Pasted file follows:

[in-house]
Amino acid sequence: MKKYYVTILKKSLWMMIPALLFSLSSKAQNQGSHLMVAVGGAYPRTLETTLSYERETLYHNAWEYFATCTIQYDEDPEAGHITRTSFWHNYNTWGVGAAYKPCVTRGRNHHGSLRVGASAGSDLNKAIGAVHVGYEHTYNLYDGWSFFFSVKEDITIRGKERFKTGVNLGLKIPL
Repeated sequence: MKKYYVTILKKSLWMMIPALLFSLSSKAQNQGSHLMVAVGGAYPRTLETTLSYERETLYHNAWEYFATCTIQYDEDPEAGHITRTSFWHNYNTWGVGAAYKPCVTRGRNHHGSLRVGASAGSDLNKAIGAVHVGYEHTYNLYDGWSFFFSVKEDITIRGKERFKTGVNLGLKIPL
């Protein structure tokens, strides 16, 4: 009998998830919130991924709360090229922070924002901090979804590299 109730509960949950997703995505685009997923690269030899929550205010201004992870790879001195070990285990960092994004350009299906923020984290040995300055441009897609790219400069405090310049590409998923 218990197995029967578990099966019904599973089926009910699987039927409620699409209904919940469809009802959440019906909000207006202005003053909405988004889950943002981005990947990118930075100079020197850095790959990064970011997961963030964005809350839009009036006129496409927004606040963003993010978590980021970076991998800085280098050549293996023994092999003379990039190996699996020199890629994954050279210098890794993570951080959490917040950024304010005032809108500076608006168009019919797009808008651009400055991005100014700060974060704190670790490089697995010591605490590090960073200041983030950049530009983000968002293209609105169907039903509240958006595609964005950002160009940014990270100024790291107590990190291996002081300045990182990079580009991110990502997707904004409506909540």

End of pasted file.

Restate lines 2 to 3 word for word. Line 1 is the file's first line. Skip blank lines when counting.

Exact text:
Amino acid sequence: MKKYYVTILKKSLWMMIPALLFSLSSKAQNQGSHLMVAVGGAYPRTLETTLSYERETLYHNAWEYFATCTIQYDEDPEAGHITRTSFWHNYNTWGVGAAYKPCVTRGRNHHGSLRVGASAGSDLNKAIGAVHVGYEHTYNLYDGWSFFFSVKEDITIRGKERFKTGVNLGLKIPL
Repeated sequence: MKKYYVTILKKSLWMMIPALLFSLSSKAQNQGSHLMVAVGGAYPRTLETTLSYERETLYHNAWEYFATCTIQYDEDPEAGHITRTSFWHNYNTWGVGAAYKPCVTRGRNHHGSLRVGASAGSDLNKAIGAVHVGYEHTYNLYDGWSFFFSVKEDITIRGKERFKTGVNLGLKIPL